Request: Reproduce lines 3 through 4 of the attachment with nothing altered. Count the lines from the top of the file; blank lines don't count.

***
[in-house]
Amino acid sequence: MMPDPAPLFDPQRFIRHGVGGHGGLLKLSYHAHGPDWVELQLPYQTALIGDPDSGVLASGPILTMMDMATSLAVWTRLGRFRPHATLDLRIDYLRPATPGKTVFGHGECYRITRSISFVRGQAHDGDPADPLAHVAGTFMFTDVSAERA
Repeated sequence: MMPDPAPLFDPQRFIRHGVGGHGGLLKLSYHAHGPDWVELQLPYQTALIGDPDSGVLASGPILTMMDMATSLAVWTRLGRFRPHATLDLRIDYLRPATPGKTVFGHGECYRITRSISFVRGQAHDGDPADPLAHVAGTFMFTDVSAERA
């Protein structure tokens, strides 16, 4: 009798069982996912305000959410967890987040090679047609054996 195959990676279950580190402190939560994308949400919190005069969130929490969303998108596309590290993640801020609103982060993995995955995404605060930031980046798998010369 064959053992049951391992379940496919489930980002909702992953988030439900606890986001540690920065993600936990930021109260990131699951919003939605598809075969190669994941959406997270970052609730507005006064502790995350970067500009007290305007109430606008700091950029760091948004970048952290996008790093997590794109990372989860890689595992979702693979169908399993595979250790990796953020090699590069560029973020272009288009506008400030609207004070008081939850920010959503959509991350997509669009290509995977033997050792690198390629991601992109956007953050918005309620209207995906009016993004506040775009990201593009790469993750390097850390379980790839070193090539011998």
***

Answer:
Repeated sequence: MMPDPAPLFDPQRFIRHGVGGHGGLLKLSYHAHGPDWVELQLPYQTALIGDPDSGVLASGPILTMMDMATSLAVWTRLGRFRPHATLDLRIDYLRPATPGKTVFGHGECYRITRSISFVRGQAHDGDPADPLAHVAGTFMFTDVSAERA
């Protein structure tokens, strides 16, 4: 009798069982996912305000959410967890987040090679047609054996 195959990676279950580190402190939560994308949400919190005069969130929490969303998108596309590290993640801020609103982060993995995955995404605060930031980046798998010369 064959053992049951391992379940496919489930980002909702992953988030439900606890986001540690920065993600936990930021109260990131699951919003939605598809075969190669994941959406997270970052609730507005006064502790995350970067500009007290305007109430606008700091950029760091948004970048952290996008790093997590794109990372989860890689595992979702693979169908399993595979250790990796953020090699590069560029973020272009288009506008400030609207004070008081939850920010959503959509991350997509669009290509995977033997050792690198390629991601992109956007953050918005309620209207995906009016993004506040775009990201593009790469993750390097850390379980790839070193090539011998």